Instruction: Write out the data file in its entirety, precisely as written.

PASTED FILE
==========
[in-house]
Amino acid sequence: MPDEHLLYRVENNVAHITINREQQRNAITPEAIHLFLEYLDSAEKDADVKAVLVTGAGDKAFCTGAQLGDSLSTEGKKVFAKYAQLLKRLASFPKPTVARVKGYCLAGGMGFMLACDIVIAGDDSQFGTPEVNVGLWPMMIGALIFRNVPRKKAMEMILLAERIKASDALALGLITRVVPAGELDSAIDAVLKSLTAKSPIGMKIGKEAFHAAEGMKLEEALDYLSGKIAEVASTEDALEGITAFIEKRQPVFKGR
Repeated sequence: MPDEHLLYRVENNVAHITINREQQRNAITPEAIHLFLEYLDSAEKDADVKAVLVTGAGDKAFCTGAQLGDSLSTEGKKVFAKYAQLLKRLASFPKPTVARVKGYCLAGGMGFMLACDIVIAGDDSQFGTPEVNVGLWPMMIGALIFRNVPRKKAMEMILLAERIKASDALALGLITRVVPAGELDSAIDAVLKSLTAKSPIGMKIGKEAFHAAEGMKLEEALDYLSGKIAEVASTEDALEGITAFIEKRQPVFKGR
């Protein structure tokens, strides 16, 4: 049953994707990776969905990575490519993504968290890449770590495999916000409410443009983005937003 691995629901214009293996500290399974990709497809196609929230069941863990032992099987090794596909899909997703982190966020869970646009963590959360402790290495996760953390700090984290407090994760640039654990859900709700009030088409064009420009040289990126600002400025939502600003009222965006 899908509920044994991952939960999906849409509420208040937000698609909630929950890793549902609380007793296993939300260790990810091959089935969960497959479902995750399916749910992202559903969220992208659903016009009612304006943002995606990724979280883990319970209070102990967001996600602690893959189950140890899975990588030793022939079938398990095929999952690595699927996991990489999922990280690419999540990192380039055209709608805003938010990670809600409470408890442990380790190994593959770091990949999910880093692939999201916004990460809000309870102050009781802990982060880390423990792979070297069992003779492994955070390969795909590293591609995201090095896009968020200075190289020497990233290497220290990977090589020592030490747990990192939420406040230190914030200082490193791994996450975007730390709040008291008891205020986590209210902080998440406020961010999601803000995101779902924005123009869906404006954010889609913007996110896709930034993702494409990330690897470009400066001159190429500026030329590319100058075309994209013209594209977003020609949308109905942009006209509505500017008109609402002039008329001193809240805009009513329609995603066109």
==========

[in-house]
Amino acid sequence: MPDEHLLYRVENNVAHITINREQQRNAITPEAIHLFLEYLDSAEKDADVKAVLVTGAGDKAFCTGAQLGDSLSTEGKKVFAKYAQLLKRLASFPKPTVARVKGYCLAGGMGFMLACDIVIAGDDSQFGTPEVNVGLWPMMIGALIFRNVPRKKAMEMILLAERIKASDALALGLITRVVPAGELDSAIDAVLKSLTAKSPIGMKIGKEAFHAAEGMKLEEALDYLSGKIAEVASTEDALEGITAFIEKRQPVFKGR
Repeated sequence: MPDEHLLYRVENNVAHITINREQQRNAITPEAIHLFLEYLDSAEKDADVKAVLVTGAGDKAFCTGAQLGDSLSTEGKKVFAKYAQLLKRLASFPKPTVARVKGYCLAGGMGFMLACDIVIAGDDSQFGTPEVNVGLWPMMIGALIFRNVPRKKAMEMILLAERIKASDALALGLITRVVPAGELDSAIDAVLKSLTAKSPIGMKIGKEAFHAAEGMKLEEALDYLSGKIAEVASTEDALEGITAFIEKRQPVFKGR
């Protein structure tokens, strides 16, 4: 049953994707990776969905990575490519993504968290890449770590495999916000409410443009983005937003 691995629901214009293996500290399974990709497809196609929230069941863990032992099987090794596909899909997703982190966020869970646009963590959360402790290495996760953390700090984290407090994760640039654990859900709700009030088409064009420009040289990126600002400025939502600003009222965006 899908509920044994991952939960999906849409509420208040937000698609909630929950890793549902609380007793296993939300260790990810091959089935969960497959479902995750399916749910992202559903969220992208659903016009009612304006943002995606990724979280883990319970209070102990967001996600602690893959189950140890899975990588030793022939079938398990095929999952690595699927996991990489999922990280690419999540990192380039055209709608805003938010990670809600409470408890442990380790190994593959770091990949999910880093692939999201916004990460809000309870102050009781802990982060880390423990792979070297069992003779492994955070390969795909590293591609995201090095896009968020200075190289020497990233290497220290990977090589020592030490747990990192939420406040230190914030200082490193791994996450975007730390709040008291008891205020986590209210902080998440406020961010999601803000995101779902924005123009869906404006954010889609913007996110896709930034993702494409990330690897470009400066001159190429500026030329590319100058075309994209013209594209977003020609949308109905942009006209509505500017008109609402002039008329001193809240805009009513329609995603066109």